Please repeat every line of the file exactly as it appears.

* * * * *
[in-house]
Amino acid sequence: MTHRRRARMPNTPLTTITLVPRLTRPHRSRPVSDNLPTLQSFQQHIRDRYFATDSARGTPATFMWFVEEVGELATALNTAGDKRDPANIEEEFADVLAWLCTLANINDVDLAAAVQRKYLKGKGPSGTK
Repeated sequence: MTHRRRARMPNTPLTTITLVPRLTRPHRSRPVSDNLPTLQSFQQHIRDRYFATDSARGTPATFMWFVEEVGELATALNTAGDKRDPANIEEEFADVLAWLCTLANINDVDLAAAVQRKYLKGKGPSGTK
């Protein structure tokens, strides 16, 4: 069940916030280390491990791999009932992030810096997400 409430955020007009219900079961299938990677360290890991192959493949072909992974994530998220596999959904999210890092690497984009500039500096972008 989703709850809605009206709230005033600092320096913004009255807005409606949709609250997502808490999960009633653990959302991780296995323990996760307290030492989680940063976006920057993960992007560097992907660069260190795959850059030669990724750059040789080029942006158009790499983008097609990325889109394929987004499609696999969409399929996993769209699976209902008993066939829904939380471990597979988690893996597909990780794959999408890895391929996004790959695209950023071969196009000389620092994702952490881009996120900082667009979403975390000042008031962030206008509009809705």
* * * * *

[in-house]
Amino acid sequence: MTHRRRARMPNTPLTTITLVPRLTRPHRSRPVSDNLPTLQSFQQHIRDRYFATDSARGTPATFMWFVEEVGELATALNTAGDKRDPANIEEEFADVLAWLCTLANINDVDLAAAVQRKYLKGKGPSGTK
Repeated sequence: MTHRRRARMPNTPLTTITLVPRLTRPHRSRPVSDNLPTLQSFQQHIRDRYFATDSARGTPATFMWFVEEVGELATALNTAGDKRDPANIEEEFADVLAWLCTLANINDVDLAAAVQRKYLKGKGPSGTK
């Protein structure tokens, strides 16, 4: 069940916030280390491990791999009932992030810096997400 409430955020007009219900079961299938990677360290890991192959493949072909992974994530998220596999959904999210890092690497984009500039500096972008 989703709850809605009206709230005033600092320096913004009255807005409606949709609250997502808490999960009633653990959302991780296995323990996760307290030492989680940063976006920057993960992007560097992907660069260190795959850059030669990724750059040789080029942006158009790499983008097609990325889109394929987004499609696999969409399929996993769209699976209902008993066939829904939380471990597979988690893996597909990780794959999408890895391929996004790959695209950023071969196009000389620092994702952490881009996120900082667009979403975390000042008031962030206008509009809705």